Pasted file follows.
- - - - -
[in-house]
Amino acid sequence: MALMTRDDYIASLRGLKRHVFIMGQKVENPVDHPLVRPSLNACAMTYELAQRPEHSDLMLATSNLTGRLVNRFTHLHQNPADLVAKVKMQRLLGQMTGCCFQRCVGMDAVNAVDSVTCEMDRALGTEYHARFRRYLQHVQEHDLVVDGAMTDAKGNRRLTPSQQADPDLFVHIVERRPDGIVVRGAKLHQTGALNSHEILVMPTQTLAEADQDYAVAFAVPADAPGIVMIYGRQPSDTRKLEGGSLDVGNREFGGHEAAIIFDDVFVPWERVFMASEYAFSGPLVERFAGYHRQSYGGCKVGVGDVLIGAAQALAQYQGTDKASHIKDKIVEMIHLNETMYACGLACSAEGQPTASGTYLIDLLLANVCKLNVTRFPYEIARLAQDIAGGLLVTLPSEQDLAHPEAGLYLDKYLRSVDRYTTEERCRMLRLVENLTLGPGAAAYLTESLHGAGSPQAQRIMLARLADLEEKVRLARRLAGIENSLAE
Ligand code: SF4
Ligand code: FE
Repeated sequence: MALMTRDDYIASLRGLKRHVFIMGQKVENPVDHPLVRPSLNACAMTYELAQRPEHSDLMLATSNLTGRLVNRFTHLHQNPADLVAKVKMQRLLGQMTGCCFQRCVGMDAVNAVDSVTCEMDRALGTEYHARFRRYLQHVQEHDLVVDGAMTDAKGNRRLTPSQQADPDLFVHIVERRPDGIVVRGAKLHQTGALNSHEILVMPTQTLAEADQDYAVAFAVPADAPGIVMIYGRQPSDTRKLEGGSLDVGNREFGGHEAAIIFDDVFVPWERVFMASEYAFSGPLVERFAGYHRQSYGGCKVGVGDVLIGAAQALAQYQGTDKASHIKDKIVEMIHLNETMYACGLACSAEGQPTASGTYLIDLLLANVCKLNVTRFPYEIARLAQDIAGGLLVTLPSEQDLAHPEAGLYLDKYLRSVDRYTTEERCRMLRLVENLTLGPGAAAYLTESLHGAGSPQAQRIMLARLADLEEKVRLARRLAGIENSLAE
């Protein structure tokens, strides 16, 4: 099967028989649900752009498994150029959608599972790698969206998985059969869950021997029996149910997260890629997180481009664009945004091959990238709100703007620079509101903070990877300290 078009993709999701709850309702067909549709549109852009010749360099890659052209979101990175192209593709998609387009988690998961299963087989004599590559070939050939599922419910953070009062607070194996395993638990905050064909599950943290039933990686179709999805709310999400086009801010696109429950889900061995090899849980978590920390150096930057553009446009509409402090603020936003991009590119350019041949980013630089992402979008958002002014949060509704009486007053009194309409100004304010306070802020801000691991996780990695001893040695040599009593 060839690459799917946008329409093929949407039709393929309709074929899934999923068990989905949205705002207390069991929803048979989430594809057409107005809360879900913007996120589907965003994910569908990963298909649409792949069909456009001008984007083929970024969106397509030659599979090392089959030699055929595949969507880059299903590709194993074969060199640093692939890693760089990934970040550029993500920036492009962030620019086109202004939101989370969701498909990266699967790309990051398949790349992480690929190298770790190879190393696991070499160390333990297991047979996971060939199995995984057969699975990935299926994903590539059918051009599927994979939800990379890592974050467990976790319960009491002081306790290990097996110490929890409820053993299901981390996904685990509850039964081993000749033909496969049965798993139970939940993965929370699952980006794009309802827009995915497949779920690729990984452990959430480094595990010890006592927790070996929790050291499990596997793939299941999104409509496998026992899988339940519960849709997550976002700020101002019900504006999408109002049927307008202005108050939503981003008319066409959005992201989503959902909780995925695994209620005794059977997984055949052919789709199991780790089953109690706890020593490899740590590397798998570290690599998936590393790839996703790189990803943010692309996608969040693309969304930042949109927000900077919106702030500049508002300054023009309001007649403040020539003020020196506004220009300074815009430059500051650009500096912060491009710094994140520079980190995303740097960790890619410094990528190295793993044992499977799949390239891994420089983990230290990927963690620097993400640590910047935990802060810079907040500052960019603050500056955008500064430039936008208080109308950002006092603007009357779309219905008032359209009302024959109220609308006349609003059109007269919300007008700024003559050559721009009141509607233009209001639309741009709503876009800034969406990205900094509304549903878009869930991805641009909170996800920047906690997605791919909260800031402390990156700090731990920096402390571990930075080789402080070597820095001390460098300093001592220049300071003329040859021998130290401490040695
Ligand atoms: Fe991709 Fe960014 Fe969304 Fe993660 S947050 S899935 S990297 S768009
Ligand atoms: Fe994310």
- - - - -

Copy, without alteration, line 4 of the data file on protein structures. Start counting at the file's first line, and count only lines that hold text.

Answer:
Ligand code: FE